The girls are brought up under the strict regime, which keeps them healthy and soft-skinned, to get better prices. This depiction is as symbolic as it gets. To live up to the societal expectation of “womanliness,” women wear many skins in their lives. It is ironic when Sophia and Vivien go to the basement to find Rita’s skin peeled off her face.
The sight is disturbing, and the implications for Rita’s finality present an ominous picture about the girls’ eventual fate at the academy. Vivien and Sophia depart in the tense final moments since Sophia is empathetic towards the others and Vivien is not. But Vivien does not leave her friend – she comes back for Sophia. Sophia tries to make the other boarders understand that the whole facility is a prison, with some difficulties.
Meanwhile, Vivien enters the scene with Miss Brixil and extracts the truth from her reactions. After watching the video advert, Vivien now knows that the facility is neither a school nor a prison – it is a farm for manufacturing sheep out of the girls. Dr. Miro does not care about the girls, and his only concern is their skin. After the exposition, Vivien leads the other girls out of the facility. However, the alarm goes off, and the guards chase the students to the seeming courtyard. The team of girls disperses, while Vivien and Sophia end up in a storeroom.
Dr. Miro attempts to rescue Vivien by reiterating that the facility cares about the girls, but now Vivien knows the truth. Dr. Miro tries to lure Vivien by telling her that she is different from the other girls, but Vivien knows that Dr. Miro only wants her skin. To the doctor’s dismay, Vivien makes several cuts to her skin. The two guards take the doctor away, perhaps to one of his influential sponsors. In the final sequence, the two friends are rescued by the Russian-speaking police force. The implications are that the girls were kept at a shady Eastern European or Russian country.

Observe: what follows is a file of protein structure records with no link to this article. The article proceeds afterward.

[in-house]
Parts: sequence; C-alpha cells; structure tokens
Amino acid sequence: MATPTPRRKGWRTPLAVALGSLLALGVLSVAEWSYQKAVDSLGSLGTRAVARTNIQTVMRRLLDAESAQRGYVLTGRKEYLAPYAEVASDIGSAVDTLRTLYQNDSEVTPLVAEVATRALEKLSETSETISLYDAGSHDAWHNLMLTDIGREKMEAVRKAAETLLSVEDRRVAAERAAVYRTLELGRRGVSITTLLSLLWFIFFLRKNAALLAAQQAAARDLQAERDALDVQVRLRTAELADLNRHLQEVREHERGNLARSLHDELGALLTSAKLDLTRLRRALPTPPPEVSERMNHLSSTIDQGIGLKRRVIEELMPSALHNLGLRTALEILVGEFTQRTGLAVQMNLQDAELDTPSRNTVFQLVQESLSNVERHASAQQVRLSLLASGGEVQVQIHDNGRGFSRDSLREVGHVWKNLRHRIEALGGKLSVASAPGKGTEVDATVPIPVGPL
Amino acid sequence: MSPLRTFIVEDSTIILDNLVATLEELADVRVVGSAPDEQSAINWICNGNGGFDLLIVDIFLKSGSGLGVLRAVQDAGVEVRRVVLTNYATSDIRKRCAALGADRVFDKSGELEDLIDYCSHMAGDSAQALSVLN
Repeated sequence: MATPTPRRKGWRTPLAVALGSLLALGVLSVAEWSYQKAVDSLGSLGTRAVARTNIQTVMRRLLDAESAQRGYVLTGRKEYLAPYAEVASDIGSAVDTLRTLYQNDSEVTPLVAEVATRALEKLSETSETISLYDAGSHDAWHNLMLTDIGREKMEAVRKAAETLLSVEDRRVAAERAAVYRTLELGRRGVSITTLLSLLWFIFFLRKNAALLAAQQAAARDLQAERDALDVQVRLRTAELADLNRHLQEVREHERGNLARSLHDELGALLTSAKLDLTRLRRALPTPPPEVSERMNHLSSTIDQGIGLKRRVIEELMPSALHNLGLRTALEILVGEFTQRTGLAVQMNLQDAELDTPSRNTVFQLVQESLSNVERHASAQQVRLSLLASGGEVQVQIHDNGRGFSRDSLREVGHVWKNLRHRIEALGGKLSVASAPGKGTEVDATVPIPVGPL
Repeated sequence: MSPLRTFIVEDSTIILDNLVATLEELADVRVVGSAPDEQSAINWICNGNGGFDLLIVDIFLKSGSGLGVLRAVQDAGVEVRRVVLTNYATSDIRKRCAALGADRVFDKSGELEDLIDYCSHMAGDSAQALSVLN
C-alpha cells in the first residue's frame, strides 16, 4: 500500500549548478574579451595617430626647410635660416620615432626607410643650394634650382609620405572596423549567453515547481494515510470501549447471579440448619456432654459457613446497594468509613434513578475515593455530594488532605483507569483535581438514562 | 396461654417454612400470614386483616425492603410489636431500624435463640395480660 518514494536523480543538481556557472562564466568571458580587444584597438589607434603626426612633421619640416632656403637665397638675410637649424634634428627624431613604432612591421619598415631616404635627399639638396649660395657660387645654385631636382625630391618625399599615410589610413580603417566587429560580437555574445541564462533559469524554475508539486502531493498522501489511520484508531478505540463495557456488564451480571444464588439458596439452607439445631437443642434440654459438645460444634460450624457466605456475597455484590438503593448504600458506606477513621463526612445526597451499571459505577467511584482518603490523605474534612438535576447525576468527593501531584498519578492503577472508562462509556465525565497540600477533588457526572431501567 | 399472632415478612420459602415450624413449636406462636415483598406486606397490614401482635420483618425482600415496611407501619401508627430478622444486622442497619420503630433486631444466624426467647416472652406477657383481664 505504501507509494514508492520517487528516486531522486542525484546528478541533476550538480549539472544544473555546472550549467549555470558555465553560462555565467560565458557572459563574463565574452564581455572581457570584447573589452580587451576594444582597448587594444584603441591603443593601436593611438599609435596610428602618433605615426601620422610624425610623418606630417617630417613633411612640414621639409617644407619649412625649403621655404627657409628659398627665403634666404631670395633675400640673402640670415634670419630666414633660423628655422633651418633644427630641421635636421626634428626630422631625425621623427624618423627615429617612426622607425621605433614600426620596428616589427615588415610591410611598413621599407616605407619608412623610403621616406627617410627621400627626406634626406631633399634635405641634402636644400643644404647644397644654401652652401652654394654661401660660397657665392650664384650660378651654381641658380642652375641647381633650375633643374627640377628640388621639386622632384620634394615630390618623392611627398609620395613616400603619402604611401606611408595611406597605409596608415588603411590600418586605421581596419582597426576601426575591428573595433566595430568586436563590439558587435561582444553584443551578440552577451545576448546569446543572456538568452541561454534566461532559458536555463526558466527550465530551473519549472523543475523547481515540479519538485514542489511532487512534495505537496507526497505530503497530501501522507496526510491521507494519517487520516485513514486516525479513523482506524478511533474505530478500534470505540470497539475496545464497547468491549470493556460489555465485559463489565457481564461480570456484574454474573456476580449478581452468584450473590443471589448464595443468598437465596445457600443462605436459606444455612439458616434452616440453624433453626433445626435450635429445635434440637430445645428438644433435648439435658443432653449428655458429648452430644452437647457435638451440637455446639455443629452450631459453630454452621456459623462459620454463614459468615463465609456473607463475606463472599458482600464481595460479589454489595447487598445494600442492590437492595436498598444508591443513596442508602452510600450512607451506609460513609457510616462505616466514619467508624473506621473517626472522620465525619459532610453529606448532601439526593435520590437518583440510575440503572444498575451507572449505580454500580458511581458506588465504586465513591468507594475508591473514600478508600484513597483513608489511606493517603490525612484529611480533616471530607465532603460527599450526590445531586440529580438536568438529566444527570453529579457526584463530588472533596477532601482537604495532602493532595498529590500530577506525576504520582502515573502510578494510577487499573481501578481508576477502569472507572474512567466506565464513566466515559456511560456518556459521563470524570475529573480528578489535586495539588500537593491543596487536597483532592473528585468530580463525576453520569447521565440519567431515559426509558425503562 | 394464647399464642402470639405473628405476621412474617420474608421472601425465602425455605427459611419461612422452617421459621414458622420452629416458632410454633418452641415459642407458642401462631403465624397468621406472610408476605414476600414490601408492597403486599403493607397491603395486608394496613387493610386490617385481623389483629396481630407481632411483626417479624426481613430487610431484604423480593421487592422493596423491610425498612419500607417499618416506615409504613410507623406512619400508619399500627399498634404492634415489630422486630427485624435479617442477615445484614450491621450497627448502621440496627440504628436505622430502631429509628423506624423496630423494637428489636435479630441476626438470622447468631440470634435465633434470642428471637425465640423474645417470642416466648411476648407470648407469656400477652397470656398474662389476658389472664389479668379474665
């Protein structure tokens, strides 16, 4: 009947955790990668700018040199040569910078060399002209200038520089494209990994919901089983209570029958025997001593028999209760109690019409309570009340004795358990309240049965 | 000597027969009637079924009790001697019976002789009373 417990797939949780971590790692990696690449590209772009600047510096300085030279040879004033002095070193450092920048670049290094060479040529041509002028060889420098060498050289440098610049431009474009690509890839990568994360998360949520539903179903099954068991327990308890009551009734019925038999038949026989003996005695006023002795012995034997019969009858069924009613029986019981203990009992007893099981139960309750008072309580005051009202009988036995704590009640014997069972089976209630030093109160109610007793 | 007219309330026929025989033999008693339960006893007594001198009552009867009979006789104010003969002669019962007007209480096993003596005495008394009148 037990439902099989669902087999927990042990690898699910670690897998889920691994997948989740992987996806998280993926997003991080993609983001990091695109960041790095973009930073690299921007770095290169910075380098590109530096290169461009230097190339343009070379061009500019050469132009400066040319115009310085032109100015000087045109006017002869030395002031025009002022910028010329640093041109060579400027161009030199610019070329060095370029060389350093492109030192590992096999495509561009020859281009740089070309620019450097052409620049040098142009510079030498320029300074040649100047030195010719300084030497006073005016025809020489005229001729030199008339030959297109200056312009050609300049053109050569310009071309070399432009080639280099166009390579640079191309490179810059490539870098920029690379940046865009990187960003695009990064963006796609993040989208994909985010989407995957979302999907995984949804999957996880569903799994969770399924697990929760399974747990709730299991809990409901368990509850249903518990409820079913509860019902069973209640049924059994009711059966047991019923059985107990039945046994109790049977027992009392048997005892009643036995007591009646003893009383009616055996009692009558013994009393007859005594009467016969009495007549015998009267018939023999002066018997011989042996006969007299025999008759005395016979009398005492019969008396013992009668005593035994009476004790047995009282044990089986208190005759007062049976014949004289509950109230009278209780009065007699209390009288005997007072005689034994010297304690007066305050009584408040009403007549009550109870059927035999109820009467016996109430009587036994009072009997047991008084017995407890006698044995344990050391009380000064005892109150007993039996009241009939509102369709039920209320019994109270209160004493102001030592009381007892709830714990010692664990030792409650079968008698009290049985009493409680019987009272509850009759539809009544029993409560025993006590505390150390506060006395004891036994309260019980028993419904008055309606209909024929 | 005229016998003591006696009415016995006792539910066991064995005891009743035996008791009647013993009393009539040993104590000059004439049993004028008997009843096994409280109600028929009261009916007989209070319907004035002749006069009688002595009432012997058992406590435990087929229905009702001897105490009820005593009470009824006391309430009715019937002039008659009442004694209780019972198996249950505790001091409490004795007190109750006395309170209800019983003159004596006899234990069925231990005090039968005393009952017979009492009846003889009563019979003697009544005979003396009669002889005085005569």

Who Is Alex? Where Is Miss Brixil?
Alex is a name that is often mentioned in the story, but the audience never meets Alex in person. In the earlier moments, when Miss Brixil has a conversation with Dr. Miro, Brixil expresses her dread over the name of Alex. Later, the friends find out that Miss Brixil is also a sponsor of the darned operation, as her face is also not her own. After the revelation, the girls give Miss Brixil a taste of her own medicine. Sophia, Vivien, and the other girls lock Miss Brixil in the claustrophobic detention chamber.
After the alarm rings and the guards become alert, Miss Brixil may have been rescued from her cell. But the sight of a female rescue agent with a kind face and an official badge reassures the audience in the end. It also implies that Miss Brixil may have been caught. Even if Brixil gets away, the diabolical doctor almost certainly has a tragic ending. In the end, the financers often have covert means to wash their hands, while the doctor is in a trickier situation after the mishap at the facility. The doctor is presumably dead or rotting in jail, but the glaring question that bugs the audience is about the identity of Alex.
Maybe Alex is a financer and a powerful one at that. Miss Brixil is perhaps in ties with Alex but is also afraid of Alex due to his erratic nature. She openly expresses her fear to Dr. Miro, who suggests hastening the process by increasing doses. But Miss Brixil tells him that it is not feasible. Alex runs the operation and brings the customers, and Dr. Miro is seemingly a pawn working under Alex. In the end, the guards perhaps take Dr. Miro to Alex since Dr. Miro has to pay for not being able to live up to the contract.